Posted in Life

Pesach

This year I went with my brother his rabbi’s family and it got me thinking a lot.

Siblings and family- This seder was three sister’s families eating and being together. All the cousins (and there were a lot) all knew each other and acted as siblings twords one another. Sitting there and watching this, it made me realize two things. One, that I never had that- my cousins have always been far away, and people I speak to very rarely. Two, it makes me sad that my children might not ever have that. There was something really nice and beautiful of how these siblings interacted with each other and how close they were, and realizing that my choice to live in a different country and be away will make that potentially not be able to happen for me and for them. Even though at times I feel/felt suffocated by family, I still want them in my life. I need to figure out how to make that happen.

Some thing about going to a different seder every year, now for six years, I realize that I somehow am forgetting what are the traditions (if any) of my family. What are the tunes, what are the jokes, etc. I also don’t remember much, except for being annoyed at the seder– that could be because we almost never had guests. But from going to other people here are some things that I hope to have at my seders in the future (when/should I have my own):

  • Family- as much family that is able to come should be there.
  • Guests- as many guest and different people to ease the tension of family/cleaning/etc. But also to add in different traditions or stories to make it more interesting.
  • Having people prepare specific things- that way everyone invited can participate. No one has to feel as if they don’t know enough to talk, and they had enough time to look into it. This might also help with people feeling comfortable to talk in the middle, because we are already building a place for personal comments.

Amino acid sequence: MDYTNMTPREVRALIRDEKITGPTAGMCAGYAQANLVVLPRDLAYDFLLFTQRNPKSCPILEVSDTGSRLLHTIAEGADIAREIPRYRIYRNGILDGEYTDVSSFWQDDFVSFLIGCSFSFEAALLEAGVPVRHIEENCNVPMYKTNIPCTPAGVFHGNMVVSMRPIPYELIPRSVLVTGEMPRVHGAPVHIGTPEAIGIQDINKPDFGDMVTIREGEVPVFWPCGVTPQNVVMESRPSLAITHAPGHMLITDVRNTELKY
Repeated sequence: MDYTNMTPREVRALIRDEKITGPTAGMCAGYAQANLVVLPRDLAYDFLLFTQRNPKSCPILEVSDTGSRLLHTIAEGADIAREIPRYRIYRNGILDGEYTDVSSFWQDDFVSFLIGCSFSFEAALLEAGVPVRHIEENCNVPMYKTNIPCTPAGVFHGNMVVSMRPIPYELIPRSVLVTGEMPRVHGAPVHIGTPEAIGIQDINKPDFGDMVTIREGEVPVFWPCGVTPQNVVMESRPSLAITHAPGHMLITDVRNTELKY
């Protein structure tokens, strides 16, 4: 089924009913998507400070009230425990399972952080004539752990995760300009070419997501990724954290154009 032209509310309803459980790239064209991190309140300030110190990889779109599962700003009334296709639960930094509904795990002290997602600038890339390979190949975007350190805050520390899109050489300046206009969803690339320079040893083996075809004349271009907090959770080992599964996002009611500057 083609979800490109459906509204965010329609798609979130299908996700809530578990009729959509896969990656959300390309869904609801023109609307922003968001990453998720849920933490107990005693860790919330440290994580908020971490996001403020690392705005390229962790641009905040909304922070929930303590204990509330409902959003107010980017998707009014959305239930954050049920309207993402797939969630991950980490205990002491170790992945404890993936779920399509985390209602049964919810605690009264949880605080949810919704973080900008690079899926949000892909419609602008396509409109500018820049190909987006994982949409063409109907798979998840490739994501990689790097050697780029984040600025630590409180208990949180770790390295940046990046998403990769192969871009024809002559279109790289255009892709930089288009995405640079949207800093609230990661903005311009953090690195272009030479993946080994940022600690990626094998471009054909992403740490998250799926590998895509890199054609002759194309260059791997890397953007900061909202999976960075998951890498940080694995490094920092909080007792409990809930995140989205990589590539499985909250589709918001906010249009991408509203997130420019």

• Sitting on couches/in a different room for maggid– it is so much more comfortable than at the table.
  • Making sure there is water and vegis to snack on during maggid–it makes it so much more enjoyable.
  • Hitting people during dayenu– a great opportunity to get up and move during a night of a lot of sitting.
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Author:

I am prone to overthinking and not to sharing. I decided to start writing and see what happens. So here are some stories and life situations (sometimes words of Torah) of a 30 something single woman, who happens to be a rabbi (received ordination in 2017- so there are posts of what that experience was like), will be working as a chaplain (and worked for years with older adults), is regularly asked what city she is located in (started the blog while living in Israel, found herself working in Australia, and will be in New York for at least a year), and is just trying to figure out her place in the world.

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